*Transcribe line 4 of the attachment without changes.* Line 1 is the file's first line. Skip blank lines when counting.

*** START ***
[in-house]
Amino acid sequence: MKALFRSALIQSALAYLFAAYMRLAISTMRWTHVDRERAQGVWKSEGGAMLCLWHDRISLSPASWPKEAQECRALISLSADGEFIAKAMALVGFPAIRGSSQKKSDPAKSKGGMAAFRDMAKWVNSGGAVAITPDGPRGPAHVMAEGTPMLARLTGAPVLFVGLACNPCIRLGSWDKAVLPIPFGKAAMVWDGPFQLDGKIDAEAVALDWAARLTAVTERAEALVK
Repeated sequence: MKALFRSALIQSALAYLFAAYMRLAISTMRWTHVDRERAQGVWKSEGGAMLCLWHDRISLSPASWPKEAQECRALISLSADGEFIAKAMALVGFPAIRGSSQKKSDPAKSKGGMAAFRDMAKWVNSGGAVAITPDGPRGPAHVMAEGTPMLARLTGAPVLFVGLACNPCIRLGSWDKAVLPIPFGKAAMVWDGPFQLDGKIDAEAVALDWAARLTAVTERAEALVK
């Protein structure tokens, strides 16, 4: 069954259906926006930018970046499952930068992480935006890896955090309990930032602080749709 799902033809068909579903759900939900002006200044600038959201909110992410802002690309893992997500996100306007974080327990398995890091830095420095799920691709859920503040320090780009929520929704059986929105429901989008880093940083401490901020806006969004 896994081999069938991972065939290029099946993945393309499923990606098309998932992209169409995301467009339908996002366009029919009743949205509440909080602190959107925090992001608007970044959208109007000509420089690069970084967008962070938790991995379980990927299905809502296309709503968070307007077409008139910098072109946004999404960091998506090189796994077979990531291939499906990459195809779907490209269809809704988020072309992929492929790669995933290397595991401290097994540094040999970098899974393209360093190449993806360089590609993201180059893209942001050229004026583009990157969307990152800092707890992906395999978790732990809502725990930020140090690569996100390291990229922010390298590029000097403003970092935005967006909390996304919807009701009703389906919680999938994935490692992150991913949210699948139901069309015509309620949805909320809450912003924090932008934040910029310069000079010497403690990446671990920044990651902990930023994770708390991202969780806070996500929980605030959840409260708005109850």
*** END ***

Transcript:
């Protein structure tokens, strides 16, 4: 069954259906926006930018970046499952930068992480935006890896955090309990930032602080749709 799902033809068909579903759900939900002006200044600038959201909110992410802002690309893992997500996100306007974080327990398995890091830095420095799920691709859920503040320090780009929520929704059986929105429901989008880093940083401490901020806006969004 896994081999069938991972065939290029099946993945393309499923990606098309998932992209169409995301467009339908996002366009029919009743949205509440909080602190959107925090992001608007970044959208109007000509420089690069970084967008962070938790991995379980990927299905809502296309709503968070307007077409008139910098072109946004999404960091998506090189796994077979990531291939499906990459195809779907490209269809809704988020072309992929492929790669995933290397595991401290097994540094040999970098899974393209360093190449993806360089590609993201180059893209942001050229004026583009990157969307990152800092707890992906395999978790732990809502725990930020140090690569996100390291990229922010390298590029000097403003970092935005967006909390996304919807009701009703389906919680999938994935490692992150991913949210699948139901069309015509309620949805909320809450912003924090932008934040910029310069000079010497403690990446671990920044990651902990930023994770708390991202969780806070996500929980605030959840409260708005109850």